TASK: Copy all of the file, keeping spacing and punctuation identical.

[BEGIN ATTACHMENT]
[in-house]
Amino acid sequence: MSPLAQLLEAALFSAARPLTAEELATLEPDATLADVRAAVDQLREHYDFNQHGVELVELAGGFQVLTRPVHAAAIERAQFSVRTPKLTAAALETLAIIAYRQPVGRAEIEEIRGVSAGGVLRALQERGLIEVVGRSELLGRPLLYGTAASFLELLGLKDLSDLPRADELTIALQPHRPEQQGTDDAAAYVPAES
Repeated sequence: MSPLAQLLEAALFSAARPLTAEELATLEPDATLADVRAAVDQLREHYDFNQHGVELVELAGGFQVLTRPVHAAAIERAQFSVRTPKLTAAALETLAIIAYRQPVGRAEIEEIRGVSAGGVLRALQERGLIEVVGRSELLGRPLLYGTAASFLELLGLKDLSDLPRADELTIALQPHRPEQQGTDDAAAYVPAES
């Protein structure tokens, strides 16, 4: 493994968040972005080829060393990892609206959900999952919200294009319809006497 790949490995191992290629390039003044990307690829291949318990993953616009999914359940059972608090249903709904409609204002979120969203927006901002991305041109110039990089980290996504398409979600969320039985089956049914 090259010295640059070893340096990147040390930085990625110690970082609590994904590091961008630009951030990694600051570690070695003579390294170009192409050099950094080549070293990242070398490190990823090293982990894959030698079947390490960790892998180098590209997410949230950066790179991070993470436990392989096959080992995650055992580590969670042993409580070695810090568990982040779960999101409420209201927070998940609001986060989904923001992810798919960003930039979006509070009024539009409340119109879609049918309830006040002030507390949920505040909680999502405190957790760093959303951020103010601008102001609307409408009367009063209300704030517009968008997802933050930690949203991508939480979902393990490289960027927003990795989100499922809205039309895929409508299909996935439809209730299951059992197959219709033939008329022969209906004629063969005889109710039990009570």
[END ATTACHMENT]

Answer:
[in-house]
Amino acid sequence: MSPLAQLLEAALFSAARPLTAEELATLEPDATLADVRAAVDQLREHYDFNQHGVELVELAGGFQVLTRPVHAAAIERAQFSVRTPKLTAAALETLAIIAYRQPVGRAEIEEIRGVSAGGVLRALQERGLIEVVGRSELLGRPLLYGTAASFLELLGLKDLSDLPRADELTIALQPHRPEQQGTDDAAAYVPAES
Repeated sequence: MSPLAQLLEAALFSAARPLTAEELATLEPDATLADVRAAVDQLREHYDFNQHGVELVELAGGFQVLTRPVHAAAIERAQFSVRTPKLTAAALETLAIIAYRQPVGRAEIEEIRGVSAGGVLRALQERGLIEVVGRSELLGRPLLYGTAASFLELLGLKDLSDLPRADELTIALQPHRPEQQGTDDAAAYVPAES
């Protein structure tokens, strides 16, 4: 493994968040972005080829060393990892609206959900999952919200294009319809006497 790949490995191992290629390039003044990307690829291949318990993953616009999914359940059972608090249903709904409609204002979120969203927006901002991305041109110039990089980290996504398409979600969320039985089956049914 090259010295640059070893340096990147040390930085990625110690970082609590994904590091961008630009951030990694600051570690070695003579390294170009192409050099950094080549070293990242070398490190990823090293982990894959030698079947390490960790892998180098590209997410949230950066790179991070993470436990392989096959080992995650055992580590969670042993409580070695810090568990982040779960999101409420209201927070998940609001986060989904923001992810798919960003930039979006509070009024539009409340119109879609049918309830006040002030507390949920505040909680999502405190957790760093959303951020103010601008102001609307409408009367009063209300704030517009968008997802933050930690949203991508939480979902393990490289960027927003990795989100499922809205039309895929409508299909996935439809209730299951059992197959219709033939008329022969209906004629063969005889109710039990009570």